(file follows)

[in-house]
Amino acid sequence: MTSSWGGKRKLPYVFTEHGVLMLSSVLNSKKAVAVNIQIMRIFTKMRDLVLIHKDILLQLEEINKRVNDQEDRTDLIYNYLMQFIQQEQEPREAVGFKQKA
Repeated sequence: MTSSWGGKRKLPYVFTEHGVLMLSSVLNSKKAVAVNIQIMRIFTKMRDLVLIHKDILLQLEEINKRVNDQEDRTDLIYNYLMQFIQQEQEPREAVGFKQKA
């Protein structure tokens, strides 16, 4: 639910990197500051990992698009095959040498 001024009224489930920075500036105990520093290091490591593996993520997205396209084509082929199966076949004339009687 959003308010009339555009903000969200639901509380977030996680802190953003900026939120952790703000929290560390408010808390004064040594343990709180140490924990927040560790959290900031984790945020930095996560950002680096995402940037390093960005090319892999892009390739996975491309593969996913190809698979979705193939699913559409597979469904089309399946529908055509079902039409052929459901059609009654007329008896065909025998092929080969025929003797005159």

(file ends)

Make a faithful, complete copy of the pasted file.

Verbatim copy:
[in-house]
Amino acid sequence: MTSSWGGKRKLPYVFTEHGVLMLSSVLNSKKAVAVNIQIMRIFTKMRDLVLIHKDILLQLEEINKRVNDQEDRTDLIYNYLMQFIQQEQEPREAVGFKQKA
Repeated sequence: MTSSWGGKRKLPYVFTEHGVLMLSSVLNSKKAVAVNIQIMRIFTKMRDLVLIHKDILLQLEEINKRVNDQEDRTDLIYNYLMQFIQQEQEPREAVGFKQKA
């Protein structure tokens, strides 16, 4: 639910990197500051990992698009095959040498 001024009224489930920075500036105990520093290091490591593996993520997205396209084509082929199966076949004339009687 959003308010009339555009903000969200639901509380977030996680802190953003900026939120952790703000929290560390408010808390004064040594343990709180140490924990927040560790959290900031984790945020930095996560950002680096995402940037390093960005090319892999892009390739996975491309593969996913190809698979979705193939699913559409597979469904089309399946529908055509079902039409052929459901059609009654007329008896065909025998092929080969025929003797005159």